One of the most controversial debates of our day is pro-life versus pro-choice. Perhaps this is because neither side — those for the legalization of abortion, and those opposed to it — has any trumping argument. Unlike some issues, like gay marriage that focuses on equal rights, the debate over abortion is concerned with the most fundamental human rights. Does a woman have a right to choose what happens to her body, or does the unborn fetus have the right to be born?
It is certainly a topic that warrants extensive discussion. However, legitimate discussion has become increasingly rare, as the debate becomes less of a social one and more of a religious one. It has become commonplace to assume that theists are pro-life and atheists are pro-choice, which makes the argument religion-oriented and less of a social justice question. This is not the structure for a healthy debate, and can’t lead to a proper solution. The central question of the debate on abortion is whether a fetus should be considered a human. Obviously it is illegal and immoral to kill an innocent human, but can a fetus, something that has never taken a breath, really be considered alive in the first place? From a religious standpoint, life is created at the moment of conception, whereas, from a scientific perspective, the fetus does not become human until birth.
Either point can be argued, with or without taking religion into account. Looking past religion, there is one question we should ask: If it can be argued that some action will directly cause the end of an innocent life, should that action be taken? The moral answer is clearly no. If it can be argued that an act could be considered murder, then that action should not be taken, regardless of personal opinion. Even if you don’t think you are killing someone, if the guy next to you does, that should be moral reason enough not to go through with it.
Therefore, it can be argued that abortion is killing someone. That’s why there’s a debate. Even if, from a pro-choice perspective, it is easy to disagree with the religious perspective, it is certainly much more difficult to say that people from the pro-life side have no point.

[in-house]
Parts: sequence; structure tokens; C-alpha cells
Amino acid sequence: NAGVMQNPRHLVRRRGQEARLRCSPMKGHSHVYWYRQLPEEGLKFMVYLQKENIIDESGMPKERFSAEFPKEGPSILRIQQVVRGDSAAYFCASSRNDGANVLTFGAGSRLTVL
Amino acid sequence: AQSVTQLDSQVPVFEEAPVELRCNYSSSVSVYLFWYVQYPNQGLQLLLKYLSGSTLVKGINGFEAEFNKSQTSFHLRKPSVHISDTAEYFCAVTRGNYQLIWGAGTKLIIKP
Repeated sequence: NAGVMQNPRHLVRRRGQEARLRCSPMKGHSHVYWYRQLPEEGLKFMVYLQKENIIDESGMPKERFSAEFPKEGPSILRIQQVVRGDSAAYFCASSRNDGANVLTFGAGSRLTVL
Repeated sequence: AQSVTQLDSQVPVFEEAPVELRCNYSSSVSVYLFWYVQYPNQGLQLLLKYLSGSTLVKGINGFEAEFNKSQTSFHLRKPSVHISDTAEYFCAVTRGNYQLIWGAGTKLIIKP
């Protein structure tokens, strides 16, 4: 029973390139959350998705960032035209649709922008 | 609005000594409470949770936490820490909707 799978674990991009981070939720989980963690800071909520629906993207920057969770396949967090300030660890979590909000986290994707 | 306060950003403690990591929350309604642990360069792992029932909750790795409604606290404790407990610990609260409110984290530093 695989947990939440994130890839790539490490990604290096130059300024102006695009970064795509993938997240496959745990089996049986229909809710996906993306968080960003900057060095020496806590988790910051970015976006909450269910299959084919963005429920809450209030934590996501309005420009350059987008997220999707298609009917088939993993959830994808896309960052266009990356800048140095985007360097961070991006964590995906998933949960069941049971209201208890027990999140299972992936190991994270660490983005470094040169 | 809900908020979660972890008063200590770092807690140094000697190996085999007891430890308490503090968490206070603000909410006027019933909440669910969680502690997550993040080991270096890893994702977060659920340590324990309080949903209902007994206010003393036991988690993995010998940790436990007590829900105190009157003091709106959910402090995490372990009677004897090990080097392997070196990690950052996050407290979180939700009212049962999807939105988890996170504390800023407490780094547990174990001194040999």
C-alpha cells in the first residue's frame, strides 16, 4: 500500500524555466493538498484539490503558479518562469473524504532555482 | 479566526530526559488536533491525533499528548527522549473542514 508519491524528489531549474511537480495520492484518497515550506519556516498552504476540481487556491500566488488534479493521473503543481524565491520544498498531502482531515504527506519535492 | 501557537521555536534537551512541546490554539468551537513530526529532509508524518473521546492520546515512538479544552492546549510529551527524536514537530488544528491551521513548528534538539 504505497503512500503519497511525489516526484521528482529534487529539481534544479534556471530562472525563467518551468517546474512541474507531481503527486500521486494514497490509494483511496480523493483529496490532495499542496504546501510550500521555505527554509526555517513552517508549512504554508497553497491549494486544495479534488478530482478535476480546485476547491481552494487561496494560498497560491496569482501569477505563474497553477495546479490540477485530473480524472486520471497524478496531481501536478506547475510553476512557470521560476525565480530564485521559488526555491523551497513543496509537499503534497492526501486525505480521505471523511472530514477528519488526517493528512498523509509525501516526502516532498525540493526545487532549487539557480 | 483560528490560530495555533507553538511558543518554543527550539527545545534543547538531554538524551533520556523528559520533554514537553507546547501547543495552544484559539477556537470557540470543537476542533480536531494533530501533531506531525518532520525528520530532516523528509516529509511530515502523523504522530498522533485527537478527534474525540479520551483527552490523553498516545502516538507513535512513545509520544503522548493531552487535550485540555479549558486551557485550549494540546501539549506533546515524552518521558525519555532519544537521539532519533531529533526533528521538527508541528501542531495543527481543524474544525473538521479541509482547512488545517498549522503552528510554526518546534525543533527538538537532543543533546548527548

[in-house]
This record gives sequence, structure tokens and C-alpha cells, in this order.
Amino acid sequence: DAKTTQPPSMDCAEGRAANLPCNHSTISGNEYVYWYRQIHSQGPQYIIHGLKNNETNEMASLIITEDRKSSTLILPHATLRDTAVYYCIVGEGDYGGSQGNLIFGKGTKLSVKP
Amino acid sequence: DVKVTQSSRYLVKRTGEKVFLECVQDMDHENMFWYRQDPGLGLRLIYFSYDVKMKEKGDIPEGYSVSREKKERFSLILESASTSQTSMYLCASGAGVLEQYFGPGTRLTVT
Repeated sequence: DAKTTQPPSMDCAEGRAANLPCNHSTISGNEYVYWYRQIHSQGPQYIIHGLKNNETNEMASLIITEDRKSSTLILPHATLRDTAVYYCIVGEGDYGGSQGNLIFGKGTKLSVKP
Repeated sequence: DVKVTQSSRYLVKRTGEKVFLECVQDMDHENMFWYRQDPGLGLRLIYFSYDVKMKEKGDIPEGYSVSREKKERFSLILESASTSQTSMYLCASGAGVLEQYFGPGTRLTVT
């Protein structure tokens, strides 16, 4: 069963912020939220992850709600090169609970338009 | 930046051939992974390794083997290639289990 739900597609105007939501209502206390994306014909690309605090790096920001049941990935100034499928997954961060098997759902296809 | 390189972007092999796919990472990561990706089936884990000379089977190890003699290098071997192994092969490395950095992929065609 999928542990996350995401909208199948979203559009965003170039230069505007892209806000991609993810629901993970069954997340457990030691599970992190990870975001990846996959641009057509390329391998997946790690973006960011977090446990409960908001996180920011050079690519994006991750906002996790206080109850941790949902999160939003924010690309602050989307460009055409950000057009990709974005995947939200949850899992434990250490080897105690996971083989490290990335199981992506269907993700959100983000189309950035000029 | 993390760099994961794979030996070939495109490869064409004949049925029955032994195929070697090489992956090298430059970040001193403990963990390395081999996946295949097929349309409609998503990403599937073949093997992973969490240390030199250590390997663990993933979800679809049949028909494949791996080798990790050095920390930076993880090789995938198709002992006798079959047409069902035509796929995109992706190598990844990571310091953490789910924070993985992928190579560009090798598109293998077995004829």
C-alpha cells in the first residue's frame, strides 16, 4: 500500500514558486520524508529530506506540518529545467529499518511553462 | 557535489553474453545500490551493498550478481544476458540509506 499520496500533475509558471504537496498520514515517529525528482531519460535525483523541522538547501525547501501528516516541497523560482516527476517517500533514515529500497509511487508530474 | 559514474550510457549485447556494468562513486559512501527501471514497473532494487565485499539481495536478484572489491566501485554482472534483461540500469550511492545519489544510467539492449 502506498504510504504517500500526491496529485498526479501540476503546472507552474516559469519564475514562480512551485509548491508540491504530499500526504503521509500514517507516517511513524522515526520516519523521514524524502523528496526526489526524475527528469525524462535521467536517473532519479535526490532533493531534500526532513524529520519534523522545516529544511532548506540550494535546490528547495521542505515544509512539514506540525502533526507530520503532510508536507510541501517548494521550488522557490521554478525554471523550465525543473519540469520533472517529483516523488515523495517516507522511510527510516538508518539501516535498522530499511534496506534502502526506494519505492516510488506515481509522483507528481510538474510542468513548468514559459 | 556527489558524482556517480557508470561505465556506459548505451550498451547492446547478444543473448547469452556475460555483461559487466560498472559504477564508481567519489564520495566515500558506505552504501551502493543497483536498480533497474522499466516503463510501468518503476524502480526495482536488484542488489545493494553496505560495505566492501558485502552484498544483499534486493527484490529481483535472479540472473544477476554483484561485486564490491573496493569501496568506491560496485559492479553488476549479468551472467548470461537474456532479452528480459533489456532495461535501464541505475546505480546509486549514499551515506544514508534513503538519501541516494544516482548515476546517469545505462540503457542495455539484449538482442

If we take this moral view — that abortion is killing someone — it should be illegal. However, there are many extenuating circumstances that present challenges to this view. The occurrence of pregnancies due to rape is undeniable. Unwanted pregnancies, although the product of irresponsibility, can also lead to unwanted children. These circumstances present all sorts of problems.
What we as a society should really focus on is addressing the problems that would arise from banning abortion, like child neglect and abuse, rather than taking the easy route of saying that abortion is a necessary evil. For the time being, perhaps it is, but that may not always be the case. We should make contraceptives more widespread and place more funding into alternative forms of dealing with an unwanted pregnancy, such as adoption.
The sad reality is that no matter what side of the argument you are on, an end to the debate will not result in an ideal solution. Perhaps, though, we can focus on creating options that preserve morality as well as freedom.